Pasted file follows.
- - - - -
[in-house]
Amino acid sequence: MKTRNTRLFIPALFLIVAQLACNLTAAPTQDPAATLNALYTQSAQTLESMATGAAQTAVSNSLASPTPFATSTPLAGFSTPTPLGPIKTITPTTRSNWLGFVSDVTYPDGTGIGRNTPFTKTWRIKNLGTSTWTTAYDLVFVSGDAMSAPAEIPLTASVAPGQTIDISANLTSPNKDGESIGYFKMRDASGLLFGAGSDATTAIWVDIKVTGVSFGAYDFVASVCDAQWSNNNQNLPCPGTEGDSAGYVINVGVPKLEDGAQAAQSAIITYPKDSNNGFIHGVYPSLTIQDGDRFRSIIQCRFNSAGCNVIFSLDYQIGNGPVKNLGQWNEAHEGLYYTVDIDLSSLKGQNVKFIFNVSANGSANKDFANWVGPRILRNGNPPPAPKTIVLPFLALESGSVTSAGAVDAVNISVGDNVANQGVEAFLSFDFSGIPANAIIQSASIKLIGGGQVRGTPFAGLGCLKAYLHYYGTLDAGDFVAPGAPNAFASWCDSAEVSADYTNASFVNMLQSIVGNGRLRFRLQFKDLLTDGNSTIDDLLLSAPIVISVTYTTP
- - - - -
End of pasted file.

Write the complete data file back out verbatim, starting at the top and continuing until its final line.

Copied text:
[in-house]
Amino acid sequence: MKTRNTRLFIPALFLIVAQLACNLTAAPTQDPAATLNALYTQSAQTLESMATGAAQTAVSNSLASPTPFATSTPLAGFSTPTPLGPIKTITPTTRSNWLGFVSDVTYPDGTGIGRNTPFTKTWRIKNLGTSTWTTAYDLVFVSGDAMSAPAEIPLTASVAPGQTIDISANLTSPNKDGESIGYFKMRDASGLLFGAGSDATTAIWVDIKVTGVSFGAYDFVASVCDAQWSNNNQNLPCPGTEGDSAGYVINVGVPKLEDGAQAAQSAIITYPKDSNNGFIHGVYPSLTIQDGDRFRSIIQCRFNSAGCNVIFSLDYQIGNGPVKNLGQWNEAHEGLYYTVDIDLSSLKGQNVKFIFNVSANGSANKDFANWVGPRILRNGNPPPAPKTIVLPFLALESGSVTSAGAVDAVNISVGDNVANQGVEAFLSFDFSGIPANAIIQSASIKLIGGGQVRGTPFAGLGCLKAYLHYYGTLDAGDFVAPGAPNAFASWCDSAEVSADYTNASFVNMLQSIVGNGRLRFRLQFKDLLTDGNSTIDDLLLSAPIVISVTYTTP